Episode 53: Company Migration On Two Fronts: AWS and the Career Paths of Software Engineers

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By Corey Quinn. Discovered by Player FM and our community — copyright is owned by the publisher, not Player FM, and audio is streamed directly from their servers. Hit the Subscribe button to track updates in Player FM, or paste the feed URL into other podcast apps.
Some of the highlights of the show include:
  • Implications for migrating to AWS
  • Why and how for using Amazon vs hardware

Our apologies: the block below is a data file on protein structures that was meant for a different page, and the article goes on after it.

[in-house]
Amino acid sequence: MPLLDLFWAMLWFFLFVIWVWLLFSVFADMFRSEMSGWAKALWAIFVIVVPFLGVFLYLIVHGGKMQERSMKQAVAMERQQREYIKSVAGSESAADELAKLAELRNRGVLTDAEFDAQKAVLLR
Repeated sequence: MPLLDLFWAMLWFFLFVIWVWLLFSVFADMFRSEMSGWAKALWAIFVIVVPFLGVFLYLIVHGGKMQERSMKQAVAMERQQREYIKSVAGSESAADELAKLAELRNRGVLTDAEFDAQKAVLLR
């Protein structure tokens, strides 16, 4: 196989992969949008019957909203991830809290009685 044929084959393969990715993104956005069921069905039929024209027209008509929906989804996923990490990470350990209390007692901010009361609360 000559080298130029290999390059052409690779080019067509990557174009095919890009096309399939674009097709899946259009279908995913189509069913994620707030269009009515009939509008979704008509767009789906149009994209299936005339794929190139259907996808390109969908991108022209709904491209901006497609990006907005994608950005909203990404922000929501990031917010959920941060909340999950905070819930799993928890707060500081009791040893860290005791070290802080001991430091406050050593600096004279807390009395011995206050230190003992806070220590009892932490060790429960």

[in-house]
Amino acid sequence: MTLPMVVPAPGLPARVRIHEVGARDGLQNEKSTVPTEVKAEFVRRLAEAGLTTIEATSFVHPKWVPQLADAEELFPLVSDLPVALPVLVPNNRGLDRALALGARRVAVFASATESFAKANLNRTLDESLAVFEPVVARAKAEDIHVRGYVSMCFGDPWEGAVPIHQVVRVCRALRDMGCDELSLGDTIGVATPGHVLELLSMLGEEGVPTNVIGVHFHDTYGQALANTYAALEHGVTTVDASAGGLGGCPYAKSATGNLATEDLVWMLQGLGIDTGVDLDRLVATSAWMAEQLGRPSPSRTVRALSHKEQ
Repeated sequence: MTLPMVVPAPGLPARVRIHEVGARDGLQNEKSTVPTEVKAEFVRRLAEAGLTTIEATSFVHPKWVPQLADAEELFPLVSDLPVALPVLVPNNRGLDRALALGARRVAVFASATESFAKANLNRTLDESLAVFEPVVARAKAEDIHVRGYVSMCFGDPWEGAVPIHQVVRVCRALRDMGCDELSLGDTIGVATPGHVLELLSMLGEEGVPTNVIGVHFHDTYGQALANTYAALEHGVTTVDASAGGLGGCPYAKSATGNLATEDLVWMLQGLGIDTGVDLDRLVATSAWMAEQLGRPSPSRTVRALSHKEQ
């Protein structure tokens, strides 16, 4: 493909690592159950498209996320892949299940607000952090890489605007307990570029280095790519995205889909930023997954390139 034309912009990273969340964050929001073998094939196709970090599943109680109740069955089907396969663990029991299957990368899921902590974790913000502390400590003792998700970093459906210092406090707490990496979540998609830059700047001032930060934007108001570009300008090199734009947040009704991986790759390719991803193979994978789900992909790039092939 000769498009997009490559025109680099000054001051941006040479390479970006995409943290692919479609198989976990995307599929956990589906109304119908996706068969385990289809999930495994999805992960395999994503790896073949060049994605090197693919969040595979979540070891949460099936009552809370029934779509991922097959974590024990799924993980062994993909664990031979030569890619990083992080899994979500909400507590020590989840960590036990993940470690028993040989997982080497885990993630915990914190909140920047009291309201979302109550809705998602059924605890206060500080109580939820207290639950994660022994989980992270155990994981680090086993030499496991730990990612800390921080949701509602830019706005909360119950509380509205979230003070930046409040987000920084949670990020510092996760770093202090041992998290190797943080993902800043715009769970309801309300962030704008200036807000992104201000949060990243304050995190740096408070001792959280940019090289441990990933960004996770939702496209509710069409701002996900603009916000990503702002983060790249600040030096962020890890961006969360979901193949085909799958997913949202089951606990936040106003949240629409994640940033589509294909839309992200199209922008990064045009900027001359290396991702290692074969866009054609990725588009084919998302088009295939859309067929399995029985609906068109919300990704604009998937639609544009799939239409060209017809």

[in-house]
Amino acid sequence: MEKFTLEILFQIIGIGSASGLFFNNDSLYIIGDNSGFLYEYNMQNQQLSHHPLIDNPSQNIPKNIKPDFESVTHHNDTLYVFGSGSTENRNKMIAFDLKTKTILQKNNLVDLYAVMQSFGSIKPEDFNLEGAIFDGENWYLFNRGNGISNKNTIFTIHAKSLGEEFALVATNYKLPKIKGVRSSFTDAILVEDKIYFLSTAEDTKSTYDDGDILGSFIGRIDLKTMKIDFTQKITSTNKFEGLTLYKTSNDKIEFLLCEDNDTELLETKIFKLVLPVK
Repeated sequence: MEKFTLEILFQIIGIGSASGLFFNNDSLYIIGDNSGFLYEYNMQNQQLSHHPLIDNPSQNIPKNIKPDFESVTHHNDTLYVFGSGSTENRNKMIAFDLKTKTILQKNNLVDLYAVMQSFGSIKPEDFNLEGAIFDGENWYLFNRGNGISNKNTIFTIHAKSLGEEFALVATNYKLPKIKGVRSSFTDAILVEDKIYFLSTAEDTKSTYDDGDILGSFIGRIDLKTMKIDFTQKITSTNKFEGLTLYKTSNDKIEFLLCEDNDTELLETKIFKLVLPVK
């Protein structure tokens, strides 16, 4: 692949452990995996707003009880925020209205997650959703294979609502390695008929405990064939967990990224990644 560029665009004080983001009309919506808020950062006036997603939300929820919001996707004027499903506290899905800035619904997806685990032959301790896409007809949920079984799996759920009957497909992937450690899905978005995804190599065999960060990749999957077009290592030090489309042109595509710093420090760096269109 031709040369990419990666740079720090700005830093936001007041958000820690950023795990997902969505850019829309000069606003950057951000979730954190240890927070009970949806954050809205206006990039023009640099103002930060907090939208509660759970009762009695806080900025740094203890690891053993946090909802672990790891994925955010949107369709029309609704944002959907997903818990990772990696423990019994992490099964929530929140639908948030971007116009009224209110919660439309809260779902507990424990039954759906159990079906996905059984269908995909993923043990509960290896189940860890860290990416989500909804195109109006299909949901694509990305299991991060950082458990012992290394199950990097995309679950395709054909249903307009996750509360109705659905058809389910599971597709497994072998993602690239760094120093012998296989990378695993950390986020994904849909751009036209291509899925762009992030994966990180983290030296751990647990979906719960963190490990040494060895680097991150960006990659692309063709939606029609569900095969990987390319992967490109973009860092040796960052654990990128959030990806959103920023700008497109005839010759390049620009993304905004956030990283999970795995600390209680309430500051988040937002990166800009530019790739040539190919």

• The positive effects of mentoring for both the mentor and mentee
  • Technical vs Management tracks at a software company
  • Career advice for women in the tech field
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Transcript

Speaker 1: Hello and welcome to Screaming in the Cloud with your host cloud economist's, Corey Quinn. This weekly show features conversations with people doing interesting work in the world of cloud, thoughtful commentary on the state of the technical world, and ridiculous titles for which Corey refuses to apologize. This is Screaming in the Cloud.